4. Exclusive interview content with people that resonate with your audience

Exclusive interviews are gold dust when it comes to link building, as they quite simply offer insight, snippets and quotes that can’t be found anywhere else.

Who exactly you should interview depends mainly on who your audience is and the kind of people that they are interested in. Pitching to people for interviews can be a daunting prospect, but why not aim high? If you don’t ask, you never know who will say YES to your interview invite.

Turning it into a video interview (even over Zoom) or a podcast is ideal, as long as you make the media content SEO friendly when published, but text interviews can also be as effective from a link building point of view.

A good example of this in action is male grooming brand Murdock’s interview with the gardening Rich brothers.

5. Don’t limit your digital PR outreach to journalists/editors – think true influencers

When it comes to telling people about your great content or story and why they should link to it, it can make a big difference to think outside of the box at times. Pitching to local and national journalists and trade media is great, but who else with a website, influence and the right kind of audience might find what you’ve got to say of interest?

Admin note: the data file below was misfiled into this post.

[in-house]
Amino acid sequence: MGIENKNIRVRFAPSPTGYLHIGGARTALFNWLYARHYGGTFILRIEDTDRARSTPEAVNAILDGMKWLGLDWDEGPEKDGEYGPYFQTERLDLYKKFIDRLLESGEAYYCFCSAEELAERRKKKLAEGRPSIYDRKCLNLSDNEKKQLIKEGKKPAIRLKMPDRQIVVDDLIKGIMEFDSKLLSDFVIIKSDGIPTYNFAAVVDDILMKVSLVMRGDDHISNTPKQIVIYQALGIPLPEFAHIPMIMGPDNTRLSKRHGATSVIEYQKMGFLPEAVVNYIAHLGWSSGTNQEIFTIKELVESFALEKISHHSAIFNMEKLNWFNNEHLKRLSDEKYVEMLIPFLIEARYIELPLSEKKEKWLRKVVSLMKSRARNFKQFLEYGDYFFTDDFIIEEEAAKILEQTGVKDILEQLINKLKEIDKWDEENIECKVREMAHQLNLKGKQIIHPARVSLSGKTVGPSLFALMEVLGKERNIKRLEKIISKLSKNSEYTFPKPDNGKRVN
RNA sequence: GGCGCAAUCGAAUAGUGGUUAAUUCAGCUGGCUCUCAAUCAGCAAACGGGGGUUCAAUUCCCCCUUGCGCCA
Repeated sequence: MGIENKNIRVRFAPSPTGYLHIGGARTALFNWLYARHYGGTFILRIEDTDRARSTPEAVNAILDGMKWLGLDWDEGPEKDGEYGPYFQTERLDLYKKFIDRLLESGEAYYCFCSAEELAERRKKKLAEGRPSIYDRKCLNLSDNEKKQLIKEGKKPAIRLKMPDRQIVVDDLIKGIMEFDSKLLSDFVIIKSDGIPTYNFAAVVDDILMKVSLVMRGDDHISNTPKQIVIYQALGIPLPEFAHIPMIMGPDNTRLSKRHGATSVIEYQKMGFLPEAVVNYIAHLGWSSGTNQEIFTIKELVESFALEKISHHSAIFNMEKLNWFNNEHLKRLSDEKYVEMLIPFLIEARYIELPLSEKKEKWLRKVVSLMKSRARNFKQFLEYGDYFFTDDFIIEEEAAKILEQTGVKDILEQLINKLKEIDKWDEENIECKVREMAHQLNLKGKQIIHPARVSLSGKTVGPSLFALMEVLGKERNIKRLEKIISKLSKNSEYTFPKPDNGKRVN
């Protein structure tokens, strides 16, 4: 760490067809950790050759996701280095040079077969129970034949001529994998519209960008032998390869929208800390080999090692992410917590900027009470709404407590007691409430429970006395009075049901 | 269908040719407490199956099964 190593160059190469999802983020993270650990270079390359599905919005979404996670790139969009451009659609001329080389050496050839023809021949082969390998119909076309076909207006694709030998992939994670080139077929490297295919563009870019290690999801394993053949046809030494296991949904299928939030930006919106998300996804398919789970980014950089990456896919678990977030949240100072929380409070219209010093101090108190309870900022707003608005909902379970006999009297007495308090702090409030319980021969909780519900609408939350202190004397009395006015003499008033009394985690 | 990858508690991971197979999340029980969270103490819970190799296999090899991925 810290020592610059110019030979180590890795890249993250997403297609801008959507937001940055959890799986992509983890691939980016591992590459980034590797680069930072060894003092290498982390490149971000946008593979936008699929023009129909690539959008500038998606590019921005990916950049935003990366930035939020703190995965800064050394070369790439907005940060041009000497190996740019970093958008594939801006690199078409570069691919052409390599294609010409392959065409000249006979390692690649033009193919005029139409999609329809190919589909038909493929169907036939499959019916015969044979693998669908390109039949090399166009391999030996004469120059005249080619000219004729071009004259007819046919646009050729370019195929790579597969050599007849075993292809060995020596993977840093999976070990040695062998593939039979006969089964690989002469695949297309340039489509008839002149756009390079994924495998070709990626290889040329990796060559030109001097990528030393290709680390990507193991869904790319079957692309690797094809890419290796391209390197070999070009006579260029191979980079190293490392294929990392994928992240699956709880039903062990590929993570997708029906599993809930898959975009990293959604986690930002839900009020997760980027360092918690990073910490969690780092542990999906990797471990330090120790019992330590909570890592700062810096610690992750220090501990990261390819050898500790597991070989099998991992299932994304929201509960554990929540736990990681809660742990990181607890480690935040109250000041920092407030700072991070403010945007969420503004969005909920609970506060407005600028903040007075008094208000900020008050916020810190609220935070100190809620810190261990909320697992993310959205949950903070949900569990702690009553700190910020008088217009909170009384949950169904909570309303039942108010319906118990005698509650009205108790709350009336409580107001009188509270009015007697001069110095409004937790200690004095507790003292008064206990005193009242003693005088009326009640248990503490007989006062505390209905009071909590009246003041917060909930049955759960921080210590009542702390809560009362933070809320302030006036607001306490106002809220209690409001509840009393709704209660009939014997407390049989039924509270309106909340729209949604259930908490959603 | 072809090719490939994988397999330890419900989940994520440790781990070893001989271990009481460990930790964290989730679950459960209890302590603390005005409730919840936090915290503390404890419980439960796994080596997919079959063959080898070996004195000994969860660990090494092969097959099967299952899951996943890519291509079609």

A tool like Sparktoro can be a great way to identify some people or websites to outreach to that you might not have otherwise thought of or discovered.

For example, if you’re a fashion brand wanting to get the word out about your sustainable approach, your research on sustainable fashion or your content collating the latest slow fashion statistics, you might want to follow and do some research around Sparktoro suggestions like the below. This was what came up for social media users in the UK who frequently talk about sustainable fashion.

Looking at who these accounts engage with on social media, and vice versa, can give you plenty of outreach targets to help spread the word about and built links to your website piece.

Ecommerce link building is a challenge. However, it’s an area where the right links gained can make a huge difference to your business and online visibility. If you want any help with your backlink strategy for an ecommerce brand, our team would love to help. Use the form below to get in touch.

Picture of Laura Rudd

Laura Rudd

I’ve worked in digital and content marketing for over 20 years, specialising in SEO since its inception. My career has spanned both agency-side and in-house roles, working alongside brands like HomeServe, Taking Care, Checkatrade, and AO.com. My expertise centres on SEO and content marketing, where I’m passionate about audience-first strategies that drive long-term organic performance.